Families Mourn Those Killed in Mosul
The small community of Freeland, Pa., lost its holiday spirit after learning that Sgt. 1st Class Paul D. Karpowich was killed in the bombing at Mosul, Iraq.
``You expect to see people walking down the street wishing each other a merry Christmas,″ Freeland Mayor Tim Martin said Wednesday as the word of Karpowich’s death spread. ``People were asking, ‘Did you hear what happened?’ It was a very somber mood.″
Eighteen Americans were among the 22 killed in Tuesday’s attack _ 14 service members and four civilians _ making it one of the deadliest attacks on American troops since the war began. The military said it was likely carried out by a suicide bomber who infiltrated the camp’s dining tent as soldiers ate lunch.
Karpowich, 30, grew up in Freeland, but had been living in the Philadelphia suburb of Bridgeport, Pa., and worked as a salesman. The avid hunter and fisherman had spent 13 years in the military.
``He was ambushed in a mess hall surrounded with his friends,″ said his stepmother, Claire Karpowich. ``He was glad to be back at Camp Marez because he was out in the field for two weeks. This was the first time he had a hot shower and good meal.″
Vic Mason recalled his son Nicholas, 20, of King George, Va., a former volunteer firefighter serving in the Virginia National Guard who had been scheduled to return home in February.
``Anybody that knew him would have a lot of special memories,″ Mason said. ``He was proud to be a soldier, proud to serve his country.″
In Texas, family and friends of Halliburton Co. employees Leslie W. Davis, 53, and Allen Smith, 45, gathered in grief.
In Magnolia, Texas, Dona Davis recalled her high school sweetheart and husband of 35 years, who worked at the quality assurance and quality control department for Halliburton’s KBR subsidiary.
``He was not afraid. He spent a year in Vietnam on river patrol boats. He was in heavy combat then,″ she said. ``It had prepared him. He said this is where the Lord wanted him and where he should be right now.″
Davis said she last saw her husband in June, but they communicated daily by e-mail or telephone. She last spoke to her husband by phone Monday night.
``He said he was going to go out on Christmas and take pictures of all the soldiers and have Christmas fun with those without families,″ she said. ``He said he would rather die than one of those young soldiers, without a doubt. He said, ’I have a chance to leave, but they don’t.‴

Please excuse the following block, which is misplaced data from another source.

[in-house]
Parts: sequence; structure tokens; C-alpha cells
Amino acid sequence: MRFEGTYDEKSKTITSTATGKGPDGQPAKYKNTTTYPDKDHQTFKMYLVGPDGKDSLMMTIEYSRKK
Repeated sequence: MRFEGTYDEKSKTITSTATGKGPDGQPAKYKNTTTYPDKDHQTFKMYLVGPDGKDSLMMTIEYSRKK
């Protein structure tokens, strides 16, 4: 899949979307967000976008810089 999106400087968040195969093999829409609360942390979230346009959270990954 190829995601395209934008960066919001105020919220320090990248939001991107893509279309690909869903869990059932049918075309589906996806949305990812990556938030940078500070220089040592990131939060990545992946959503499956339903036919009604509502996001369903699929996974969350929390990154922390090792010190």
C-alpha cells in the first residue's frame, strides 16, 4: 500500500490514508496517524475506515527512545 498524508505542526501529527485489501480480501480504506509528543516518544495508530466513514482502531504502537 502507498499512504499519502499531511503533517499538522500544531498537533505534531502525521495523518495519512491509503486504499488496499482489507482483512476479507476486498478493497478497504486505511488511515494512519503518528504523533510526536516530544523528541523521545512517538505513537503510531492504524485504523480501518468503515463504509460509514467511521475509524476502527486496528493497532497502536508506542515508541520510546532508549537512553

Friends of Smith gathered Wednesday night at Johnson’s Market & Grill in Pearland, Texas, to mourn the passing of ``a good man and wonderful friend.″
Terry Hartley, a friend and former customer at the Hoot N Annies’ bar that Smith owned, said he left for Iraq on Nov. 24. Smith, of Rosharon, Texas, previously owned a landscaping and lawn-care business.
In Maine, friends described Army Sgt. Lynn R. Poulin Sr., 47, of Freedom, as a down-to-earth friend who’d do just about anything to help out.
``He was a very self-reliant individual,″ said his neighbor, Jimmy Waterman. ``If something needed to be fixed, he would fix it. If it couldn’t be fixed, then he’d fabricate something to make it work.″
Word of the death of Army Spc. Thomas Dostie, 20, spread swiftly across the tiny Maine town of Somerville, where Dostie was a volunteer firefighter and son the town’s fire chief.
``We’re such a small community everybody knows everybody. It’s just devastating,″ said Aron Peaslee, a friend of Dostie.
The Navy confirmed the death of Builder Chief Petty Officer Joel E. Baldwin, 37, who served in a construction battalion. He was based in Gulfport, Miss. Cmdr. John Rice said Baldwin was ``a great Seabee. A great man.″
Anthony Stramiello Jr., 61, was working as a Halliburton contractor when he died. He was a carpentry foreman on construction projects and he and his wife were restoring their vintage home in Astoria, Ore.
``Anthony did a superb job restoring his 1888 home to its original look,″ said a friend, Teri Latham. ``They have been working on it for many years. He was very good at what he did.″